Harris: That means that my path is clear. I have this morning signed documents stating my intention to run for attorney general in the State of California.

Reid: Kamala had been San Francisco's district attorney for about six years, and her statewide reputation had grown. Now she was ready to take the next step and run for California Attorney General. If she was to win, she would become the first woman and first Black person to hold that office. (PHONE RING) With about ten months to go until election day, Brian Brokaw's phone rang.

Brokaw: So I got a call from a guy named Ace Smith.

Reid: Ace was calling about a job.

Brokaw: Ace was somebody I had known from previous campaigns that I had been involved with, and he's a legendary figure in California political world.

Reid: Ace was advising Kamala Harris for her California Attorney General run. He asked Brian if he would be interested in the job of campaign manager.

Brokaw: It wasn't a job I was seeking. I decided she was somebody that I should at least interview with, and if it worked out, well, then I'd make a decision. And if not, I at least got to meet her.

Reid: So Brian went to San Francisco for the job interview.

Brokaw: I had printed out stacks and stacks of news articles about her, and I'd done all this research. And I remember gaming out every possible question that I could envision. And so I showed up with this very old school San Francisco office. And go into a conference room, and there was a small table. She was there, Ace was there, a guy named Mark Buell who was her finance chair was in the room, and a guy named Chris Cunnie, who at the time he was the chief of investigations in the San Francisco DA's office.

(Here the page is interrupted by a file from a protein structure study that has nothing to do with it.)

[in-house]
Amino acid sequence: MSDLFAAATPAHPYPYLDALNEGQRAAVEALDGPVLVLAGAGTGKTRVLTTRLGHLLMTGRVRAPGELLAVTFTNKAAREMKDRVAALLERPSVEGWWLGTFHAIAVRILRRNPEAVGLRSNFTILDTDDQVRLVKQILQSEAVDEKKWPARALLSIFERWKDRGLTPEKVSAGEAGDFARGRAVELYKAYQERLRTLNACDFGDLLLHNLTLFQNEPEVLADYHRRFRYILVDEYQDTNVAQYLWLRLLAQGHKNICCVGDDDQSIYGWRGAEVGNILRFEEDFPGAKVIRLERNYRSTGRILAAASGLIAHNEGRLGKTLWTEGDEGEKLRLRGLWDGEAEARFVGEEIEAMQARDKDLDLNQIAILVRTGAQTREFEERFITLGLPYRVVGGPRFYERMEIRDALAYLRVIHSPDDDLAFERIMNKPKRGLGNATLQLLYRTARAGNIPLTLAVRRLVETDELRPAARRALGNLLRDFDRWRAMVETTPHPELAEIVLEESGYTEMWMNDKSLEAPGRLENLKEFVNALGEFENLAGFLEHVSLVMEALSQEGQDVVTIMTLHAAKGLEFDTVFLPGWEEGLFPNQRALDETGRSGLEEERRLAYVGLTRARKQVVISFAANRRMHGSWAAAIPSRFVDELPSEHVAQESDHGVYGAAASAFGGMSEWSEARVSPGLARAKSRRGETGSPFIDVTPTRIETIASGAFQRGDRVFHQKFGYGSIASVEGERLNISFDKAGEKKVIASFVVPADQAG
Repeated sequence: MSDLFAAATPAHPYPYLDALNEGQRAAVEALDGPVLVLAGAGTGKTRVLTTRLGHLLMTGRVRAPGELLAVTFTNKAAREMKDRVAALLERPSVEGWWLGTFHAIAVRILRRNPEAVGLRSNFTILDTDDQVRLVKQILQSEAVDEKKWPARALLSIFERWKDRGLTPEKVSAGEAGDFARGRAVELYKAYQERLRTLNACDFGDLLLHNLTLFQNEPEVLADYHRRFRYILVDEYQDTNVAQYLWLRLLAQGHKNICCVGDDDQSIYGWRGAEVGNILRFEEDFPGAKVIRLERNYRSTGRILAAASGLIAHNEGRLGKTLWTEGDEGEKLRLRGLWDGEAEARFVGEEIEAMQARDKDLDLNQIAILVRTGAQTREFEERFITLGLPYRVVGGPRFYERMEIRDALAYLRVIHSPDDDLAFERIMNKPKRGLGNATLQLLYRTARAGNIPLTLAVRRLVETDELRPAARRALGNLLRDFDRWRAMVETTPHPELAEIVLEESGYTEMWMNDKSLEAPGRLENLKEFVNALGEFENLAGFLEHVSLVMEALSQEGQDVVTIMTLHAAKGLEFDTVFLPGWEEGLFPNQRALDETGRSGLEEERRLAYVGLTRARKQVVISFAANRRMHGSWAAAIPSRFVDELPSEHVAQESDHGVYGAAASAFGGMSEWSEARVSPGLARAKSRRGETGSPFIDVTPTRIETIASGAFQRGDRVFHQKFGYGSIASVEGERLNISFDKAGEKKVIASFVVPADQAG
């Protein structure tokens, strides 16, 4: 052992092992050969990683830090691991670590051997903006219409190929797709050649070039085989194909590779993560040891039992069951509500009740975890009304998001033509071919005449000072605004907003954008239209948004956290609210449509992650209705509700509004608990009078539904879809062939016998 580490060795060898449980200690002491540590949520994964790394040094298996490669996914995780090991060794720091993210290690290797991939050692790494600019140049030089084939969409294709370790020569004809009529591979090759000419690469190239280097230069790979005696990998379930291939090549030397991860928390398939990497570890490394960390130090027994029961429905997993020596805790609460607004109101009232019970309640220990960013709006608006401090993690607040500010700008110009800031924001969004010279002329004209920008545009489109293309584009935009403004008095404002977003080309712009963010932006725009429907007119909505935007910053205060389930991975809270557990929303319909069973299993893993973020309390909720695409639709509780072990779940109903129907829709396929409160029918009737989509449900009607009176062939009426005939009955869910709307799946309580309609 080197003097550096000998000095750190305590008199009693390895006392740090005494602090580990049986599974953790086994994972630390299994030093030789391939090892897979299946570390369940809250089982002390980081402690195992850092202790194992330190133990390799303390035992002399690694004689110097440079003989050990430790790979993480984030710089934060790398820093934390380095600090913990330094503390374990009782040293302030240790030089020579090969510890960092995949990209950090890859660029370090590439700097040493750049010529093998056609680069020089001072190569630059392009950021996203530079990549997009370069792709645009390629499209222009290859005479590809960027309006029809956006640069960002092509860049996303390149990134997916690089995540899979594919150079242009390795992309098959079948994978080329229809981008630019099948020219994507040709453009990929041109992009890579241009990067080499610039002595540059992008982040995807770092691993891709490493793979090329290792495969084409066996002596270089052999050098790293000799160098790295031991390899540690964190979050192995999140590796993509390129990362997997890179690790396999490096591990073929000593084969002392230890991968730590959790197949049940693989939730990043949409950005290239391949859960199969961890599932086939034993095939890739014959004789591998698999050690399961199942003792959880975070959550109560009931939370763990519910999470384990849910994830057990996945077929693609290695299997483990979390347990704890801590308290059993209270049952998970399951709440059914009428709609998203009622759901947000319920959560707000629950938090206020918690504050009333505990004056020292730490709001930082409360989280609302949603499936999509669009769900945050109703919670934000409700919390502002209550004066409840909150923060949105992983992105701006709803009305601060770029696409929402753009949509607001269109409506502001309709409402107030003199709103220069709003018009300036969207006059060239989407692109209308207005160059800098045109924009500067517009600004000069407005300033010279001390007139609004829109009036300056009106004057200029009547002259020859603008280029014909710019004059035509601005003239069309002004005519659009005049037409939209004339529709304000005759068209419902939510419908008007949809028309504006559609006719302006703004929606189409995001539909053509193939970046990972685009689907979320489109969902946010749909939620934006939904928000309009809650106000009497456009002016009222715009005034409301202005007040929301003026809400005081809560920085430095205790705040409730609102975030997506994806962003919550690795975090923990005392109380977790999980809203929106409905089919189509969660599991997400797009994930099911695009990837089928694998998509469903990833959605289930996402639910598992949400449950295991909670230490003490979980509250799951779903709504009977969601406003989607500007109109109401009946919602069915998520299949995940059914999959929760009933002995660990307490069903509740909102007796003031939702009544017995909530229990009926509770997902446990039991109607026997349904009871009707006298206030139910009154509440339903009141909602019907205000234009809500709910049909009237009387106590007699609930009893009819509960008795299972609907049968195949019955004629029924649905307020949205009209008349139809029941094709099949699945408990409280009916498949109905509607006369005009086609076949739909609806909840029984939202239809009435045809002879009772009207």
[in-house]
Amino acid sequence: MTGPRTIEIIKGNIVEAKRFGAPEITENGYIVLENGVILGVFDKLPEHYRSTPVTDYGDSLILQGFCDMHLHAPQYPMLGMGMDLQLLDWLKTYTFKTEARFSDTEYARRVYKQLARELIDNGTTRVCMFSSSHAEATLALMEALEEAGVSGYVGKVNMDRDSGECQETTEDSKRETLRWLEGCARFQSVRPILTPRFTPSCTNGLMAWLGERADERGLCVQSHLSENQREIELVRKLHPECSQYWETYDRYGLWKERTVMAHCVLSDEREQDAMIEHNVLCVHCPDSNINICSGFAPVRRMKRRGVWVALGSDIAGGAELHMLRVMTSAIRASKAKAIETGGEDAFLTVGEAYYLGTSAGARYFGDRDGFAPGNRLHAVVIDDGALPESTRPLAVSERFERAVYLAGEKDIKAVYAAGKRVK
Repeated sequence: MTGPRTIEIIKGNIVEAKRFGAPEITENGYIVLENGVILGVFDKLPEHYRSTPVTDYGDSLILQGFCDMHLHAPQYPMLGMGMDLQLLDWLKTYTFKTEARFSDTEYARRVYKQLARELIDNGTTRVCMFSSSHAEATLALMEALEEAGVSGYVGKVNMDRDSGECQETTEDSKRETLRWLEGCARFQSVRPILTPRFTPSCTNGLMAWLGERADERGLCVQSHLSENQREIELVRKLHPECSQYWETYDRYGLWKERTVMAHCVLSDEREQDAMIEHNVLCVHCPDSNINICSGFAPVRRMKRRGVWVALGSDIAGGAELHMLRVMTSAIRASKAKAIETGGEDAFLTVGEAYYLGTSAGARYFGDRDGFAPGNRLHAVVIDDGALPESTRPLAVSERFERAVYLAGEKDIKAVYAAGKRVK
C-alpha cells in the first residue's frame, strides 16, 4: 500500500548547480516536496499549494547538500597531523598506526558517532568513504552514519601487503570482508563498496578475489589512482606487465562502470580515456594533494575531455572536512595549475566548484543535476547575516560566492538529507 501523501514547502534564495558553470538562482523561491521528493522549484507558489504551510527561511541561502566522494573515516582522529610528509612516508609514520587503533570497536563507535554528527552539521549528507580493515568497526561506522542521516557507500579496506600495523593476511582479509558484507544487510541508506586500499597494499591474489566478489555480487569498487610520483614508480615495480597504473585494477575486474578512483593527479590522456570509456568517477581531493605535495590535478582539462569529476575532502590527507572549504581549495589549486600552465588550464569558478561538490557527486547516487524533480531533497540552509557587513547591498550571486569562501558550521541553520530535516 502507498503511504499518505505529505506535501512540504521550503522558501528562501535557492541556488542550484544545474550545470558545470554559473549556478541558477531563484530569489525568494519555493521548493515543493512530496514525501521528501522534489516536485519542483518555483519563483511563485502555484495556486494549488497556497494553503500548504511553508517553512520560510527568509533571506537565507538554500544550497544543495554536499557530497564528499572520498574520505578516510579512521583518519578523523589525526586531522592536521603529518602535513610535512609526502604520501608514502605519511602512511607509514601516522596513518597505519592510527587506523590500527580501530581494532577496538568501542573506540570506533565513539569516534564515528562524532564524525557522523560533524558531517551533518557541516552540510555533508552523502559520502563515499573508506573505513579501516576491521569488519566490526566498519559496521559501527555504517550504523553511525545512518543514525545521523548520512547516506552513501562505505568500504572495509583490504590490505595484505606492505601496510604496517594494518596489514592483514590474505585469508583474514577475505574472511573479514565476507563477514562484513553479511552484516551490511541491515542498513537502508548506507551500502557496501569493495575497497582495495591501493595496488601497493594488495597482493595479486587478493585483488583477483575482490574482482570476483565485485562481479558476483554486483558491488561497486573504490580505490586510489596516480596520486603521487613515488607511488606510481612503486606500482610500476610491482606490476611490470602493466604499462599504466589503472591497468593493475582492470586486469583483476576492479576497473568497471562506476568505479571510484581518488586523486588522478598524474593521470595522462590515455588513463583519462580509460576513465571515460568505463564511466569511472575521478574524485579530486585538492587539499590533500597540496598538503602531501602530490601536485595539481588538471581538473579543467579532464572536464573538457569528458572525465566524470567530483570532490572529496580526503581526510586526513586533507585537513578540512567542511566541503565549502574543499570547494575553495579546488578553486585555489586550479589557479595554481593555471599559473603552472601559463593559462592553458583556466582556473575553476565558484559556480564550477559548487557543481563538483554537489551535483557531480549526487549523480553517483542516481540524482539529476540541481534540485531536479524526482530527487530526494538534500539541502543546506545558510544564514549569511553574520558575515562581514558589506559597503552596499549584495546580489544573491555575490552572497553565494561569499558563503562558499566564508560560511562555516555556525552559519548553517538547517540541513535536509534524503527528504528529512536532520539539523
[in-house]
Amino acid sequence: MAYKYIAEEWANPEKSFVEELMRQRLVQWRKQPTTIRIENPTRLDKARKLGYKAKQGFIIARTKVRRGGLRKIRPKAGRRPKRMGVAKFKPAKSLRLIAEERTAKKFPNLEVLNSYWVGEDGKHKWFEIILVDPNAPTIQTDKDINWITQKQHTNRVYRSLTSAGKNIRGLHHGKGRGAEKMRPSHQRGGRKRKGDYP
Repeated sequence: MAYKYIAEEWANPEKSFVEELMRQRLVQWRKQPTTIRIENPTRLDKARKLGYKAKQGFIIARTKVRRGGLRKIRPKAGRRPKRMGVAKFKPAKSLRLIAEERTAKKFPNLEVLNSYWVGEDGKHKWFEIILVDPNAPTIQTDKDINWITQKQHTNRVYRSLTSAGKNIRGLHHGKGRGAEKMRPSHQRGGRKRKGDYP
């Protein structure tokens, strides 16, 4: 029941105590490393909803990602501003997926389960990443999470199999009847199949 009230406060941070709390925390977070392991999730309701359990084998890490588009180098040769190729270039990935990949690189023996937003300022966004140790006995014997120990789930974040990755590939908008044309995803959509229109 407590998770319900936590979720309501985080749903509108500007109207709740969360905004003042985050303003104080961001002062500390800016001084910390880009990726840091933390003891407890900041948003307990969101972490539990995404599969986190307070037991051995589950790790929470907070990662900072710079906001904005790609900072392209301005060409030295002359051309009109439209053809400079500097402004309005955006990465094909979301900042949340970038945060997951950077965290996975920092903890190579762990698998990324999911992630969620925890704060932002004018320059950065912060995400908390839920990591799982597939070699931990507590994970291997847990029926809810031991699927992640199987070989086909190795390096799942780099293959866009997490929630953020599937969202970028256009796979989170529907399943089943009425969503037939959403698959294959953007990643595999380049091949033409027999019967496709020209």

Reid: Needless to say, the questions were tough. If you've watched Kamala grilling witnesses during the senate hearings, maybe you have an idea of what this was like for Brian.

Brokaw: I mean, the sweaty palms and sweaty everything else. She is somebody who is incredibly skilled at the art of asking questions, so yeah, it was very intimidating. There definitely were not pleasantries, and it was a very serious interview. They were very logical questions.

"Why do you want this job, what do you think it takes to win, what's your experience?" You know, at the time, my resume contained more electoral losses than victories. And so I think I probably had to explain a little bit about the work I had done.

Reid: At one point, someone asked Brian if he was detail-oriented.

Brokaw: Well, I mean, the only obvious answer which was, "Of course, details matter." The truth was, I was probably embellishing a little bit, but I learned pretty quickly that I better up my level of attention to detail from that point on.

Reid: The interview lasted about an hour.

Brokaw: And then I left, and the next candidate was in the waiting room where I had just been before, so I wasn't sure if I actually was gonna get the job. But I did.

Reid: And Kamala meant business.

Brokaw: After I got the job, we instituted a 9:00 a.m. check-in every morning, where she would call me, and she almost always had a list of five or six questions. "Where are we with this issue? Did you call back so-and-so?" And my stomach would start to hurt at about 8:57 a.m. every day in anticipation of that call coming in, because I knew I better have my stuff together, or else it wasn't gonna be a good call.